Senator Vieira supports Whistleblower Protection Bill

The content originally appeared on: Trinidad and Tobago Newsday

Independent Senator Anthony Vieira –

INDEPENDENT Senator Anthony Vieira, SC, pledged his support to the Whistleblower Protection Bill, speaking in a marathon sitting of the Senate that lasted from Tuesday afternoon just after midnight.

The bill was recently passed by a simple majority in the House of Representatives, where Cumuto/Manzanilla MP Dr Rai Ragbir broke ranks with the Opposition and supported the legislation.

Vieira said more than 60 countries have enacted whistleblower legislation – of varying scope, enforcement and protection – but all designed to protect people reporting rampant misconduct.

Asking why 60 countries had such laws, he said such legislation encourages ethical behaviour by promoting transparency and integrity in the public and private sectors, plus reporting wrongdoing without fear of retaliation or victimisation.

“Speaking out is never easy,” Vieira asserted, saying it goes against the grain of organisational culture and exposes the whistleblower to job loss, harassment and legal consequences. “They do so at great personal risk.”

However, he said the bill prohibited detrimental action against whistleblowers exposing wrongs such as bribery, sexual abuse, fraudulent payments for work never done, or environmental damage.

Vieira recalled the example of US whistleblower Karen Silkwood (1946-1974) whose bravery may well have averted serious harm from a nuclear reaction (whose story is told in the 1983 movie, Silkwood.) He said a whistleblower could have averted the recent Tobago oil-spill (which polluted the sea and cost millions to clean up).

Vieira said whistleblowers contribute to safer working conditions by reporting unsafe practices.

“Whistleblower laws strengthen democracy and governance.

“It will help hold power to account, for the common good.”

Such laws curb injustice, corruption and human right abuses, he said. They help to maintain ethical standards, protect individuals and ensure the proper functioning of officials.

Vieira, however, expressed concern about the bill not giving protection to disclosures made anonymously.

He said some countries have set up Ombudsman-like officers to ensure action on whistleblowing disclosures.

While TT has not done so, he said the bill allowed an employee to make his report external to the proposed whistleblower desk to be set up in his organisation. He said reports could be made to constitutionally protected officeholders including the Auditor General, Director of Public Prosecutions and Ombudsman, plus respected entities like the Central Bank, Children’s Authority and Office of Procurement Regulation.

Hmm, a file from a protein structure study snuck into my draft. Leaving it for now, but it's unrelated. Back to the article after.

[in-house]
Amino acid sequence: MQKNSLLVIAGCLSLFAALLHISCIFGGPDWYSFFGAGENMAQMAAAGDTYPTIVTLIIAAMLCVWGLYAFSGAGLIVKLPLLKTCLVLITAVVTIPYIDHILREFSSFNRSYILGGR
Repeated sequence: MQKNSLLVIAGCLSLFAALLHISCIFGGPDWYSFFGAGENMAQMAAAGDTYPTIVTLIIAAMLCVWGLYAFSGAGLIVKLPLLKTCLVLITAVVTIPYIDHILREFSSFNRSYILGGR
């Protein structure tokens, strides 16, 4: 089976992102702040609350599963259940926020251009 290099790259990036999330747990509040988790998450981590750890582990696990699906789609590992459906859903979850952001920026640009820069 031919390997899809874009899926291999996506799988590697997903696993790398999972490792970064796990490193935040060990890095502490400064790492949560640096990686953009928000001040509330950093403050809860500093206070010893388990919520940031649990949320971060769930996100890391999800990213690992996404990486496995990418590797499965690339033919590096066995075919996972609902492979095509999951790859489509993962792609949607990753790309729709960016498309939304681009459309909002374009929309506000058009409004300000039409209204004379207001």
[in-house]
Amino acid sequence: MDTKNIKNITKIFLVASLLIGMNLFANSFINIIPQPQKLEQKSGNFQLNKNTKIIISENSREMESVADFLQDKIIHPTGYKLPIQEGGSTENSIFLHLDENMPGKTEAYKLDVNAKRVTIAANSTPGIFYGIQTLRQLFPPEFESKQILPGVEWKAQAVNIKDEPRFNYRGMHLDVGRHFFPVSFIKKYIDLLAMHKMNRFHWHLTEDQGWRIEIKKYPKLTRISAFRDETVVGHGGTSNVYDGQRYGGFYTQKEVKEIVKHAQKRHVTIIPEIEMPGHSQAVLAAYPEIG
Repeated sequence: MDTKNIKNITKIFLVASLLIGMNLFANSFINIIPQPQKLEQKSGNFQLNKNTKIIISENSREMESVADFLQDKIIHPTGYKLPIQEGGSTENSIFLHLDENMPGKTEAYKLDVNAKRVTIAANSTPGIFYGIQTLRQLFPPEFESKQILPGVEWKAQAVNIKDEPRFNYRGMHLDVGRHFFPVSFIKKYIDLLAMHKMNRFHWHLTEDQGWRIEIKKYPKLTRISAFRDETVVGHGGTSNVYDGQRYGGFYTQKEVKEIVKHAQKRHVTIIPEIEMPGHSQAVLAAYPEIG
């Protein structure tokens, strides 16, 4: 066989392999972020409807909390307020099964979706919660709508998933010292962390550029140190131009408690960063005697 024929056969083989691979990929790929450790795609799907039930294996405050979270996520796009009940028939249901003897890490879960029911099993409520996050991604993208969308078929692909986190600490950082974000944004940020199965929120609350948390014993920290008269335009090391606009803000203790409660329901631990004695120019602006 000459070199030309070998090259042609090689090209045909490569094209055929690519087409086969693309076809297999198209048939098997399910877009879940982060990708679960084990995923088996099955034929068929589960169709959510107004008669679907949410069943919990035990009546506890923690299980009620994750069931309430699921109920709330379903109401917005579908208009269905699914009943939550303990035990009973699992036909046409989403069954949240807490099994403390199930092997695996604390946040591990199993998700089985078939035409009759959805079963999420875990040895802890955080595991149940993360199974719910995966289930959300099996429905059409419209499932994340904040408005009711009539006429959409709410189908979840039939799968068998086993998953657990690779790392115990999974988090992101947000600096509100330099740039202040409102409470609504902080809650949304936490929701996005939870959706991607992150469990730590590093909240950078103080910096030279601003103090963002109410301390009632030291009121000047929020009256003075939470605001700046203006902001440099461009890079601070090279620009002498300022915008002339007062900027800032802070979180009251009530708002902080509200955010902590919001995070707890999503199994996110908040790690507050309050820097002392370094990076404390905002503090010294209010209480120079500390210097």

Vieira urged several measures to promote such legislation. Those included giving organisations whistleblowing templates so as to not have to proverbially reinvent the wheel, running awareness campaigns to educate employees on their rights, cultivating confidence by dealing with complaints expeditiously, building an organisational culture that values transparency and ethics, create a safe environment for reporting, and creating a cultural shift away from regarding whistleblowers as traitors or snitches.

Regarding concerns the bill was an abuse of privacy, he said no TT law explicitly guarded privacy, which he said was protected only by an amalgam of laws such as the Data Protection Act. The Constitution protected individuals’ privacy only from the State, Vieira added.

He said the Privy Council ruling in the Dominic Suraj case had said individual rights were not absolute, but rather that legislators must strike a balance between individual rights and the general interest. He considered that the prevention of corruption was a legitimate aim of the bill, when balanced against individual rights.

Vieira rejected Opposition Senator Wade Mark’s concerns that the bill could facilitate false accusations being levelled against political opponents. Vieira said, “Immunity only covers protected disclosures. So, if a disclosure is false, it is not protected, and if it is not protected proceedings can be brought against the person who made the disclosure.

“I don’t see an intolerable and unjustifiable invasion of privacy. The rules are proportionate.

“I am satisfied a special majority is not required.”

He ended by quoting poet Ella Wheeler Wilcox, “To sin by silence when we should protest, Makes cowards of men.”